What is Forex Trading and How Does It Work?

What is Forex Trading and How Does It Work?

Have you ever paid attention to the small inconvenience of exchanging money for a holiday trip? Let’s say you live in continental Europe and want to visit the United Kingdom, you’ll have to exchange euros for pounds, right?

By stepping into your local money exchange and completing your transaction, you’ve been part of the largest financial market in the world – the foreign exchange market.

What is Forex?

The foreign exchange market, also called forex or FX for short, is a global marketplace where currencies from all over the world are traded. According to the Bank for International Settlements, the forex market has a daily turnover of around $5 trillion – that is a number with 12 zeros and dwarfs all other financial markets by size.

Unlike the stock market, the forex market is an over-the-counter market where currencies are traded between buyers and sellers without a centralized exchange. Instead, large financial institutions and small traders trade directly with each other, with the current exchange rate reflecting the balance of supply and demand.

What is Traded on Forex?

The forex market is the world’s marketplace for currencies. While there are over a hundred currencies used worldwide, only a handful of them are major currencies with the highest daily trading volume on the forex market.

Those currencies are the US dollar, Canadian dollar, British pound, euro, Swiss franc, Japanese yen, Australian dollar, and the New Zealand dollar.

Note that all of those currencies come from developed economies with strong imports and exports, which makes it no wonder that those currencies are also the most-traded in the world. Since major currencies are highly-liquid, they usually have low trading costs and are a popular choice of forex traders who’re just getting their feet wet with trading.

Major currencies also have widely available and detailed market reports used by forex traders to analyze the market. The US dollar, which is the most liquid currency in the world, is often affected by market reports published by the United States. Changes in the US dollar can often influence other currencies and commodities, which makes it so important for forex traders to follow those market reports.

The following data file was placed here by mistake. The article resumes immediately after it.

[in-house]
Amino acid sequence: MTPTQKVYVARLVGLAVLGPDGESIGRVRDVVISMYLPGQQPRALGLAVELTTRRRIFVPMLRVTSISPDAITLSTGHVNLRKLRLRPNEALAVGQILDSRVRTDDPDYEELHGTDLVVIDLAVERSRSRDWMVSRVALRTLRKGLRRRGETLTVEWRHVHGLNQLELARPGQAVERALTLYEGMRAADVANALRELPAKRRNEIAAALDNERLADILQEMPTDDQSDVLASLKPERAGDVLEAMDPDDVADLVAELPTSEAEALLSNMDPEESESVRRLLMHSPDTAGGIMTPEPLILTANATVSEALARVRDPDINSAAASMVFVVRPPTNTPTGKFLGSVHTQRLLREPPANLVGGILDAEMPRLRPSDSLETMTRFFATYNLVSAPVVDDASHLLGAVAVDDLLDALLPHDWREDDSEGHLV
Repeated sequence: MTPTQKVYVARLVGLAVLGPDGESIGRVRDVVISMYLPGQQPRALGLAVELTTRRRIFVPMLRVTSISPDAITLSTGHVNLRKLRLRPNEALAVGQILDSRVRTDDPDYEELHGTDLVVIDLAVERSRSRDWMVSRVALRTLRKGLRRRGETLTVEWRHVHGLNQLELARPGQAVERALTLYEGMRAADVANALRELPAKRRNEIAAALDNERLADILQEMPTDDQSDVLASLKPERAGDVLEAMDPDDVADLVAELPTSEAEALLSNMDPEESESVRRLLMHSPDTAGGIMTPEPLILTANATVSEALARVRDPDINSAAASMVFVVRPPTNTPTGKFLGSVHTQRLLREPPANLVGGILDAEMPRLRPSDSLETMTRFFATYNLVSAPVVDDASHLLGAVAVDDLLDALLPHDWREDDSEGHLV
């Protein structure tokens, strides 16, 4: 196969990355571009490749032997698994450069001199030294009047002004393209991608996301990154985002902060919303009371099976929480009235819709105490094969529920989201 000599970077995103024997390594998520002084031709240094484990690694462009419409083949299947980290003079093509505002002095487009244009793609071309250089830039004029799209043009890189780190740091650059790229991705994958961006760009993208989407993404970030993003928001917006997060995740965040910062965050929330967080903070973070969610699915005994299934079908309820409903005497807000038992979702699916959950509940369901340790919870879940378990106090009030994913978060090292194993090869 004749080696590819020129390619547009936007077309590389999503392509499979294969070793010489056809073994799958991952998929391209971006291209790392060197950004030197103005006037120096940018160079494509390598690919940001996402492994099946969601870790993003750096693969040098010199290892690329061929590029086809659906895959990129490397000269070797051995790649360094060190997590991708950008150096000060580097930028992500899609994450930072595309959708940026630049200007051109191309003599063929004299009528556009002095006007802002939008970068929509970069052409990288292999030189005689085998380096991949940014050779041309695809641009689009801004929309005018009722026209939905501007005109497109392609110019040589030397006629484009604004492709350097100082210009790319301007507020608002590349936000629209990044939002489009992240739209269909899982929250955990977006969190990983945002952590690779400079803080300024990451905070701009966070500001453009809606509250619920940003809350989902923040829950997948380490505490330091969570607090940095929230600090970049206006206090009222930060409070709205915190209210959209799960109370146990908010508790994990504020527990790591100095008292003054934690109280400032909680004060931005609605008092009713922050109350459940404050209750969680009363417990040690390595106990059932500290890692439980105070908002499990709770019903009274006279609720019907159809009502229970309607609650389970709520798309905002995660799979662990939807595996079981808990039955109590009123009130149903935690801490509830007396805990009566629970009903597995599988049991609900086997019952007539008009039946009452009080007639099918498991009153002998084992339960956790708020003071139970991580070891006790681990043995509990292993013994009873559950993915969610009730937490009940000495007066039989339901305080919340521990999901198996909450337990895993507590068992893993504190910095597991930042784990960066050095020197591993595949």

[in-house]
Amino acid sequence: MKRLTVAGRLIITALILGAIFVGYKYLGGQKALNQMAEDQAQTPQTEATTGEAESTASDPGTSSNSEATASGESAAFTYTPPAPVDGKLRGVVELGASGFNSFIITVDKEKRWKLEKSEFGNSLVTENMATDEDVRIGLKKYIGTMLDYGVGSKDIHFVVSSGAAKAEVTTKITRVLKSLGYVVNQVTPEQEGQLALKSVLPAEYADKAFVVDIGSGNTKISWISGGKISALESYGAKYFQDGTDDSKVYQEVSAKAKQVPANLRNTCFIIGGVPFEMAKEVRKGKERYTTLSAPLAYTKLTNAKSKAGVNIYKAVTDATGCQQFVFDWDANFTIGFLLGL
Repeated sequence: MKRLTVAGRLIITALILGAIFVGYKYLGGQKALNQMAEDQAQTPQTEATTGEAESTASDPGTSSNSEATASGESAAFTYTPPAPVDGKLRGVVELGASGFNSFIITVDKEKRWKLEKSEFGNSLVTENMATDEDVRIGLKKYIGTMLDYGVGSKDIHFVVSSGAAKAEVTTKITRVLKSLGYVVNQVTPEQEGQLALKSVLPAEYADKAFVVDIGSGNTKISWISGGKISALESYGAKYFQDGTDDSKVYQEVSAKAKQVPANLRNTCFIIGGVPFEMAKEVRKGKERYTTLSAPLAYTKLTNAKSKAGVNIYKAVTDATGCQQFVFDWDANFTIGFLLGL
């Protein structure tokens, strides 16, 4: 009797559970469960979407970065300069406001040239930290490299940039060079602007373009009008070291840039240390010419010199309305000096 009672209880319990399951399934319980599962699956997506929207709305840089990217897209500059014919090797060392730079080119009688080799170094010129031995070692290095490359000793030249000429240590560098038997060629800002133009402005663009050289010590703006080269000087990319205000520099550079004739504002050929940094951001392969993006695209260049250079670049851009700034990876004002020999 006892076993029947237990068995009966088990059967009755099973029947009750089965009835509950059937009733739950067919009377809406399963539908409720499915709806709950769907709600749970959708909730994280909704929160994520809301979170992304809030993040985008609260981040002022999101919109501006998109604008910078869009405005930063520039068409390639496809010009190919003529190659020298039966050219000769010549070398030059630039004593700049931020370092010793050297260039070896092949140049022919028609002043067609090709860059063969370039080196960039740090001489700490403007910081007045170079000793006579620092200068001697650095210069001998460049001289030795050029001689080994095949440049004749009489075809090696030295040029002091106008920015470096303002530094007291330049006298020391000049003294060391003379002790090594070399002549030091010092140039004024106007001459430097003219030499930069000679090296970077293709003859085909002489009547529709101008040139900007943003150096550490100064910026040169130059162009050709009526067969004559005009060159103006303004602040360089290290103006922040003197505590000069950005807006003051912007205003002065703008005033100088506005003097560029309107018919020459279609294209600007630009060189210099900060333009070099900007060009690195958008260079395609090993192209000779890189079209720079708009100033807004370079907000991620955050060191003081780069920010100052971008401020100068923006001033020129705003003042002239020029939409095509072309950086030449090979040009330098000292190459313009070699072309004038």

Other currencies that are traded on forex usually come from developing countries, such as the Turkish lira, the Russian ruble, the Brazilian peso, or the Mexican peso. While you can also trade those currencies, bear in mind that they’re significantly less liquid than major currencies which may increase your trading costs.

Characteristics of Major Currencies

Each major currency comes with a specific set of characteristics. Here’re the most important points you need to know about major currencies:

US Dollar (USD): The most traded currency in the forex market. Most commodities are priced in US dollars, making it an important currency for traders and dealers around the world. The US dollar is also often used as a safe-haven in times of political and economic turmoil.

Canadian dollar (CAD): The Canadian dollar is often correlated with the price of oil since Canada is a major oil-producing country.

British pound (GBP): The currency of the United Kingdom is correlated with developments in the European Union since it has a strong economic relationship with continental Europe. The pound is also somewhat correlated with the price of natural gas and Brent crude.

Euro (EUR): Also called the single currency, is the common currency of the Eurozone. The euro is often affected by political and economic developments in its southern countries, such as Spain, Italy, and Greece. While the Eurostat publishes important market data regularly, forex traders often follow reports from Germany (the largest economy of the Eurozone) to get a feeling of how the currency could perform.

Swiss franc (CHF): Switzerland is considered one of the safest and most neutral countries in the world with a developed economy and high trade surplus. It’s no wonder that the Swiss franc is a safe-haven for investors around the world to park their capital in times of economic turmoil in the world.